How is scaling a B2B business different from a B2C?

    VR: “There are both pros and cons. B2B is slow and time taking but steady. There are some safe landings in between, so I cannot go down all of a sudden, as is the case with B2C. I can become an overnight success in a B2C product, with maybe some good PR but that can go away in a second, as it is very fragile and there is a lot of competition. In B2B, customers don’t sign up that fast, but they give you time. Once you have their trust, even if something is not perfect, they give you a month or 2 to make it right. That gives more stability to the business.”

    What are the 3 things you wish you knew before you started?

    VR: “Launch soon: One mistake we made was not launching the product soon. We, like most other companies, were trying to build a perfect product. But the sooner you take it to the customer; the steeper is the learning curve.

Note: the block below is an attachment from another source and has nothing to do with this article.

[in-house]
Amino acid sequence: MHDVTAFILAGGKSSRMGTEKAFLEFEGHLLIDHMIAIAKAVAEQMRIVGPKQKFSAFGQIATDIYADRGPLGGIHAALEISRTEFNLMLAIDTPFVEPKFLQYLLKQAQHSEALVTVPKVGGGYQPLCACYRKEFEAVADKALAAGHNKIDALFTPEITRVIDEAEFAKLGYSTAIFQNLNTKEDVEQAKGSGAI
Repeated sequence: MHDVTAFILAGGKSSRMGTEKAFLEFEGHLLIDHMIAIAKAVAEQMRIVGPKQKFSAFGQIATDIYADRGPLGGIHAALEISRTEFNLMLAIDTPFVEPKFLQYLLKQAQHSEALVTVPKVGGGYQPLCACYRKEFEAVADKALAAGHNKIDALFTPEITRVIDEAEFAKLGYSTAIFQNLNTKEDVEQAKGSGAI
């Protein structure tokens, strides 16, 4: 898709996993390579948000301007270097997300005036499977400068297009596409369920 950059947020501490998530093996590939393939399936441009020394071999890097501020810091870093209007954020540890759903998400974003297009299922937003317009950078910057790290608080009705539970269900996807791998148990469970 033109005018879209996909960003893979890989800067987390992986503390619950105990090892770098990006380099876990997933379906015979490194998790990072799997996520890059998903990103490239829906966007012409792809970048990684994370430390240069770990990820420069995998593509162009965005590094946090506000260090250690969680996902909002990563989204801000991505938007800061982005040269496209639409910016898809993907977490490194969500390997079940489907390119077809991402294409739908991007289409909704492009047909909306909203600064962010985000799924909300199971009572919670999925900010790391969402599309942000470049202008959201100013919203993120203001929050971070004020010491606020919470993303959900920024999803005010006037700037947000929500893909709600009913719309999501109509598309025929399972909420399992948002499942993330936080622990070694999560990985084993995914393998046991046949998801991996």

Talk to your customers: We assumed what our customers needed and built the product around it. Customers don’t know what they need till they see it. So let them see it.

    Making the team will take time: Time required in hiring and nurturing team is very high. It takes almost 50% of our time. We didn’t account for it from the start and this has come across as a major learning.

    What is your advice to other people starting up right off the college?

    VR: “Understand the market first. If you start fresh out of college, you can take more risk. In terms of technology, you can stretch your limits, as you don’t have any responsibilities. But scaling brings problems. Hiring, building and managing the team and responding to the market needs more finesse. Understand the market so that you have at least some idea of how to respond.”

    Corporate wallets address a very crucial bottleneck in managing expenses in an organisation. We wish Varun and his team at Happay, all the success.

     

    Startup India: What Can You Do?
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    Jan, 29
    2016